Pfleger: “We’ve abandoned the poor.”
By Chinta Strausberg
In the spirit of Christmas and braving some very frigid weather, Saint Sabina’s Father Michael L. Pfleger Saturday handed out 837 turkeys and said if a church can’t help feed the hungry “they ought to close their doors and go home.”
With Christmas music piped in over the loud speakers and his helpers unloading and bagging 13-pound turkeys in frigid weather, Pfleger first held prayer before passing out the turkeys.
“We do this because it’s what we believe this is what the church is supposed to do,” he told the patient crowd. “Our desire is to serve the community. That’s why we’re here. If we can’t do that, we should close up and go home. That’s why we’re here,” Pfleger said then prayed. “We ask you to bless each and every person in this line, bless their families and may 2012 be a wonderful year of blessing and prosperity…for each one….”
Those with yellow vouchers received their turkeys first and after 1:30 p.m. all others were able to get a turkey; that is all but the last man who walked up. He was too late. All 836 turkeys were gone.
Smiling and saying, “God bless you, Merry Christmas,” at the stroke of noon, Pfleger began to hand out the turkeys. “We know at least 836 families will have a Christmas dinner.” He said Saint Sabina bought most of the turkeys with Jewel’s donating a few hundred.
When asked why does he do this annually, Pfleger said, “We do this every year because people are hurting. I don’t think people realize what this means to somebody that they can get a free dinner. When you don’t have anything, when you’re hurt, when you feel abandoned and disposable in this society,” it is a sign that “we’ve turned our backs on the poor.
Looking out over the crowd, Pfleger added, “We want them to know that we see them. We care about them, and we will do our best to help them.” Many of the people gave Pfleger a lot of hugs, kisses, thank you’s and wishes of Merry Christmas as they accepted their turkey.
Recently, Pfleger gave away 800, 10-pound chickens, another 250 turkey giveaway for Thanksgiving, a food giveaway through the Saint Sabina Social Service Center, a week-long toy giveaway, and he is having the Homeless Christmas dinner Sunday, December 25, 2011 at noon. “We want people to know that we care and that we’re going to do what we can.”
Asked about the shortages in some Chicago food pantries and how it may be affecting Saint Sabina, Pfleger said, “We keep begging. Our shelves have been empty twice, but we keep begging for more food and we will continue…”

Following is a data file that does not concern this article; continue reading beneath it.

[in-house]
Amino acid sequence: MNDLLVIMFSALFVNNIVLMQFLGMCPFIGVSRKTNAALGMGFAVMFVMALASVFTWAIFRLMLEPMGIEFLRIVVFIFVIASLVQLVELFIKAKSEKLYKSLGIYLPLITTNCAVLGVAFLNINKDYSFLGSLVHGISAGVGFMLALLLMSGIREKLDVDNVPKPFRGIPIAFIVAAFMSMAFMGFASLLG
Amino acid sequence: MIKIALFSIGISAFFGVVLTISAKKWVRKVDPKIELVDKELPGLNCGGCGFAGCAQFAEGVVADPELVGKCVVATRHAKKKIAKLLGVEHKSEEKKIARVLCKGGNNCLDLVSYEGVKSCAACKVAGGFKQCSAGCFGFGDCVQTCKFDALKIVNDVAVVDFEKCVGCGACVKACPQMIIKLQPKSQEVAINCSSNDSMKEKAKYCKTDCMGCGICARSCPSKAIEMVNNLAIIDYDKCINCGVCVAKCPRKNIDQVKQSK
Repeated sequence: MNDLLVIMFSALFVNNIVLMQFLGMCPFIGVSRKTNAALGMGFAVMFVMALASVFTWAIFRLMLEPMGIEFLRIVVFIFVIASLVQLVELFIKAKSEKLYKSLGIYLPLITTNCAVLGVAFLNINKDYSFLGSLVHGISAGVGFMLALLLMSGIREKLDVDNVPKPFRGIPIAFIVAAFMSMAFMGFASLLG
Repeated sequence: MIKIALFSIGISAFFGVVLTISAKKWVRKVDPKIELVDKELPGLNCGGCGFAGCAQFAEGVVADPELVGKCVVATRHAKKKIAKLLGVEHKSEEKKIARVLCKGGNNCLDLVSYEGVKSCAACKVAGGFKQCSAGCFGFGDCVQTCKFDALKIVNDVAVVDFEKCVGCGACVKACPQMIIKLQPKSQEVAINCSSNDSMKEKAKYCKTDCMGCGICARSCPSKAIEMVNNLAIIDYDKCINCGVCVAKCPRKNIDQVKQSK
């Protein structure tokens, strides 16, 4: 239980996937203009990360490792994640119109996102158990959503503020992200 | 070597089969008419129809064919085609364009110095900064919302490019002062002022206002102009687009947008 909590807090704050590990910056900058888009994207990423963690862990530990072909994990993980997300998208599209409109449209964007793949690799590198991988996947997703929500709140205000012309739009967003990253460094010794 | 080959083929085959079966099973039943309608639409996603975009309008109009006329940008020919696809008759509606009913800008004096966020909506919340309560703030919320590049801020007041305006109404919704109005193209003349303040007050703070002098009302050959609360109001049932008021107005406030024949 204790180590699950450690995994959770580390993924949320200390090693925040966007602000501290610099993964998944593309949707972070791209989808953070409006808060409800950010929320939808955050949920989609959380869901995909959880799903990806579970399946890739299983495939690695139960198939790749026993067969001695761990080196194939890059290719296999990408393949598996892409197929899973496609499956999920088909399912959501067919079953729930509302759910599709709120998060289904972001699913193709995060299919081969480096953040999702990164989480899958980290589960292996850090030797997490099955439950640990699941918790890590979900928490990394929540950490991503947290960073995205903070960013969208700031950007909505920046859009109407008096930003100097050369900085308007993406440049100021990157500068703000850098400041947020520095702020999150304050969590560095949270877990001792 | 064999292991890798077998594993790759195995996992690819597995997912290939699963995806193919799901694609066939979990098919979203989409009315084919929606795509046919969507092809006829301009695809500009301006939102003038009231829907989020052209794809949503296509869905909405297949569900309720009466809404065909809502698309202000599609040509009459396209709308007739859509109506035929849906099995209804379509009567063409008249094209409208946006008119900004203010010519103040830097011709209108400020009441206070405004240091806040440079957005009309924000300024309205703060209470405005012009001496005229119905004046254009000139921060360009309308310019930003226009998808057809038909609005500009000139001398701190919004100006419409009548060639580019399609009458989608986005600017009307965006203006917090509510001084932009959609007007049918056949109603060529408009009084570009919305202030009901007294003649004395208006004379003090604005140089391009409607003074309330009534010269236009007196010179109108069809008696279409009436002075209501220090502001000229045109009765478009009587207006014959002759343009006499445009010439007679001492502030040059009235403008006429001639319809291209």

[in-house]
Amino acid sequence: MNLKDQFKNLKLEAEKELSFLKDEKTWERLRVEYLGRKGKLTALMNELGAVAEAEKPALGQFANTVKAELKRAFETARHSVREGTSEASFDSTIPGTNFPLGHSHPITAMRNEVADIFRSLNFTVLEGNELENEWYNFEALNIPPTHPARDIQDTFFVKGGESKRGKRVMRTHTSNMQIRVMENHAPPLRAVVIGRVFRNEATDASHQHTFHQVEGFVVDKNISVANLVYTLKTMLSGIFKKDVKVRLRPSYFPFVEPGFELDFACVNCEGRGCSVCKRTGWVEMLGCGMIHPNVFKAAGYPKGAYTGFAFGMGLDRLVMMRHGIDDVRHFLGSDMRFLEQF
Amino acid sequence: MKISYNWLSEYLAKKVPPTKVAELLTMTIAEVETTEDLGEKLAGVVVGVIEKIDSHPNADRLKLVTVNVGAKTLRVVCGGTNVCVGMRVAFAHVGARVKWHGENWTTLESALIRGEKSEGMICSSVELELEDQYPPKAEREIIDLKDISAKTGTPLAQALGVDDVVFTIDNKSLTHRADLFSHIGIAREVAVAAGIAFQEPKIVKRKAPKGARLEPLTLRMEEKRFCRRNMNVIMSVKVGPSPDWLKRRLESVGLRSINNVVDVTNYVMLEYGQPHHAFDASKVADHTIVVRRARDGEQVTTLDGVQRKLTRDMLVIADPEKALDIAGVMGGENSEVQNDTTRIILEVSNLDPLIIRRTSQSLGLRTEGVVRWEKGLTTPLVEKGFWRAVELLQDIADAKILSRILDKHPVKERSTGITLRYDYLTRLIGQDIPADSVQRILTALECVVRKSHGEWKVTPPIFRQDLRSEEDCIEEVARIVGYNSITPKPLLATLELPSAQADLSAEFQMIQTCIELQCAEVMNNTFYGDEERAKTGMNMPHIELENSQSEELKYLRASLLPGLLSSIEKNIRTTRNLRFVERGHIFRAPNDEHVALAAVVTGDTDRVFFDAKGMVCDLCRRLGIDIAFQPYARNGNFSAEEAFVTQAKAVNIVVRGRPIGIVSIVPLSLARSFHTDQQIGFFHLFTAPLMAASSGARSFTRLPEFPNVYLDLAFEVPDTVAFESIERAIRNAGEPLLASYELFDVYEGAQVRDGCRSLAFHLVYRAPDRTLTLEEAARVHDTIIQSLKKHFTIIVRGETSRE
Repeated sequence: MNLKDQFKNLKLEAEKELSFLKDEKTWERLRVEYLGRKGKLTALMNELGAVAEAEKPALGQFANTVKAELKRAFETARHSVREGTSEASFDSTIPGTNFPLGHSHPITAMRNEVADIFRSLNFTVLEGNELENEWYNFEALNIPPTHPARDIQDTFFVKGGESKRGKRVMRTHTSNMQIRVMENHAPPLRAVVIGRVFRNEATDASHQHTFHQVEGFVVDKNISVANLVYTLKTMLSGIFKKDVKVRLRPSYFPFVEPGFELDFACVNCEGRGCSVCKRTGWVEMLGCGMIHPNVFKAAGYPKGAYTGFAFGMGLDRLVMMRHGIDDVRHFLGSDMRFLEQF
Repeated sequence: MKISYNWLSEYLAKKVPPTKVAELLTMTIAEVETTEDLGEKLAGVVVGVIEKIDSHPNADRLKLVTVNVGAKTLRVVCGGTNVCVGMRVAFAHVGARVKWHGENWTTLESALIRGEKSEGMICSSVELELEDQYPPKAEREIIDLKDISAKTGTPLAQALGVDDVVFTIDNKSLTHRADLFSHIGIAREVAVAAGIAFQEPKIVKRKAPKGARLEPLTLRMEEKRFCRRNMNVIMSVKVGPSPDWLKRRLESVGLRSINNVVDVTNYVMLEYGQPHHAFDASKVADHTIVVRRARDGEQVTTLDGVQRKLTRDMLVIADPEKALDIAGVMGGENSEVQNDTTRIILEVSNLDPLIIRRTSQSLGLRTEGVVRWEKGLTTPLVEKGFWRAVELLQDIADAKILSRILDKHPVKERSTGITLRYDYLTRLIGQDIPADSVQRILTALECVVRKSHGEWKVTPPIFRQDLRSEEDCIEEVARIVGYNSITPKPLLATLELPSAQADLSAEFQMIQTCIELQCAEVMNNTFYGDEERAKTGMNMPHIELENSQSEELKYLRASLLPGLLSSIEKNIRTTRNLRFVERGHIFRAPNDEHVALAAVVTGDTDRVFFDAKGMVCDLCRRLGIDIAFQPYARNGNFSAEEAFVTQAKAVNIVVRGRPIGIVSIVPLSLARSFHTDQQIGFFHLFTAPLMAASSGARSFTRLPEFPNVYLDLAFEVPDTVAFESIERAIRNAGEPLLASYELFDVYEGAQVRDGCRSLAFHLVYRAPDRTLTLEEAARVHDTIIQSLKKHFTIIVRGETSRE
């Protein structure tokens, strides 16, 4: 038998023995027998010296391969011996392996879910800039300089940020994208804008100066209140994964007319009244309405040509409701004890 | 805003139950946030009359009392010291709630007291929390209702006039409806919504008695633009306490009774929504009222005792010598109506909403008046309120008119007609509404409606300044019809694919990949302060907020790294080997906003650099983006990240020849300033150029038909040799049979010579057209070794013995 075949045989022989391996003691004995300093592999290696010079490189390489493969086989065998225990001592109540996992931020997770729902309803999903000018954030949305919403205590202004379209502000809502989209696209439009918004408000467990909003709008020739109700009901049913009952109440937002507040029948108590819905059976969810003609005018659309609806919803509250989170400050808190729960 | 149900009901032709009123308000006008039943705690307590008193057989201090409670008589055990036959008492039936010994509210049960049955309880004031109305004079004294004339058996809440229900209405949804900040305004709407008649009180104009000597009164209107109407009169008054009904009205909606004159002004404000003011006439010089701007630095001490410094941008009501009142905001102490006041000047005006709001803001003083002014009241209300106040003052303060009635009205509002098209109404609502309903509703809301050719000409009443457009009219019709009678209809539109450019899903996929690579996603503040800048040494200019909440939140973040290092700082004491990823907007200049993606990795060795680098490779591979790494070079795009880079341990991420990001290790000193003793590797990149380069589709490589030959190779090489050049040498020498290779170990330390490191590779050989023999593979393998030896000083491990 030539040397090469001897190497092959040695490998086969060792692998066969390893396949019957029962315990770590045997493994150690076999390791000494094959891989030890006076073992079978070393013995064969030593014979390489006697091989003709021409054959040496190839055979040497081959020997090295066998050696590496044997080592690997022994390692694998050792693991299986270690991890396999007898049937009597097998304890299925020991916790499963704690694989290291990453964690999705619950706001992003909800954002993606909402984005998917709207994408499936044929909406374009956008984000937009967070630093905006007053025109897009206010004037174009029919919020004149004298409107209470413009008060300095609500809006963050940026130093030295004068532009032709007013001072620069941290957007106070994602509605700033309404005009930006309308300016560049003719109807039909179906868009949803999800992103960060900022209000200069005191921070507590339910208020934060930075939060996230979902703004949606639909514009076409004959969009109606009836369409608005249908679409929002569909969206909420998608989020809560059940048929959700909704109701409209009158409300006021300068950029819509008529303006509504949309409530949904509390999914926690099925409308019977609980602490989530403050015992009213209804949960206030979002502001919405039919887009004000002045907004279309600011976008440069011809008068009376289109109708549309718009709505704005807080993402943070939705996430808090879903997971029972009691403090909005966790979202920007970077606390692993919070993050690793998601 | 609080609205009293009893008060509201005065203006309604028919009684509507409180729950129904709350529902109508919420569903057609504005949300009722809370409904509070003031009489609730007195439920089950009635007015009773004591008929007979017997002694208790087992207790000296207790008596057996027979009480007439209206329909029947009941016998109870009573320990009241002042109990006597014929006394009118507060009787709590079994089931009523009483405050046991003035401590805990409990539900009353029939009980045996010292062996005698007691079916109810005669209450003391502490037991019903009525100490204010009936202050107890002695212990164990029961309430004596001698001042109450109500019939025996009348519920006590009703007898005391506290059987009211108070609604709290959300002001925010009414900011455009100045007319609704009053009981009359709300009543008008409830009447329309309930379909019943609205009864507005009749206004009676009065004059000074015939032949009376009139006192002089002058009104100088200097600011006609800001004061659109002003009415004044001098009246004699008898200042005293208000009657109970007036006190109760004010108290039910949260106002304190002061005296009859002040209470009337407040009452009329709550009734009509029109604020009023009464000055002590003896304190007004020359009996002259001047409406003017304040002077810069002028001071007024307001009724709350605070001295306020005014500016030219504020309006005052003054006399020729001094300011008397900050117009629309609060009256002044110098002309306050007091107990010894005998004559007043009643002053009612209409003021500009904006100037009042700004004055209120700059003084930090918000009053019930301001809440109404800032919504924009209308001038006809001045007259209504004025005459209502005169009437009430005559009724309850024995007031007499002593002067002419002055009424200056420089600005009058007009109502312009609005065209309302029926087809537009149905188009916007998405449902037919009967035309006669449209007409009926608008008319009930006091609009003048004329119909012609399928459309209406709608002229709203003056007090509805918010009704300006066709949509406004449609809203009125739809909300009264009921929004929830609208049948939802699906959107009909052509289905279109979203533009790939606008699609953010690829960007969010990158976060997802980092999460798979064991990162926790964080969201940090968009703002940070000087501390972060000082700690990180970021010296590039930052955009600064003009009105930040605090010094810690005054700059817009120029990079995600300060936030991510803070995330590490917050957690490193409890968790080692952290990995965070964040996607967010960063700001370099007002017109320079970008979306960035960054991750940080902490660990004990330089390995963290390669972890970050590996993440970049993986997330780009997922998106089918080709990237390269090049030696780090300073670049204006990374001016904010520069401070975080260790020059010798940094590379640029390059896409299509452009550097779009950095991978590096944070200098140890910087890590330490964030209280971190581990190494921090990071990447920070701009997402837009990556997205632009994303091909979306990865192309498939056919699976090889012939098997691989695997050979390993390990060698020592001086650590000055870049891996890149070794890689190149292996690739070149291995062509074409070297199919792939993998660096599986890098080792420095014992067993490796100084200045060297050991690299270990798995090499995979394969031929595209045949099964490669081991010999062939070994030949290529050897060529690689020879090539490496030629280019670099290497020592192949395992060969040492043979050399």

According to Pfleger, four of the seven food pantries have closed but he vowed to keep his open because he said the need is there.
And, to his critics who say his food giveaways are “a drop in the bucket,” Pfleger has a message for them: “If you’re hungry, it’s not a drop in the bucket. People were standing in line at 8 am. for a turkey that we‘re giving away at noon; so to those folks out there,” he said waving his arm towards a line more than a block long, he added, “it means a lot.”
One of the first arrivals was Jackie Cleves who was in line at 8:00 a.m. “This means a lot to me because I’ll be able to feed my family. I’ll be able to feed my grand babies and my friends,” she said referring to the 11 people she will have over for Christmas dinner.
Also grateful was Cynthia Williamson.” This means a lot to me. I’ll be able to feed my family. It is wasn’t for this church, I don’t know what we would eat for Christmas.”
Pfleger motioned to a man and his son who brought 36 turkeys which added to Pfleger’s 800 as a gesture of goodwill, but instead of just dropping them off, they stayed and helped bag all 800 turkeys. The man, who lives on the North Side, did not want to be identified. He said he just wanted to help with the turkey giveaway.
Neither the father nor the son had gloves on yet they not only bagged the frozen turkeys but help take them out of the cardboard boxes as well.
Also helping Pfleger distribute the turkeys were: Senator Jacqueline Collins (D-16th), Chazz Clark, 8, the son of Vincent Clark, assistant to Pfleger who collected the vouchers, Malchi Hunter, 9, the son of Phillip Hunter, the team leader for the armor bearer’s at Saint Sabina, and Annette Nance-Holt, who lost her son, Blair, 16, in May of 2007 while riding a CTA bus.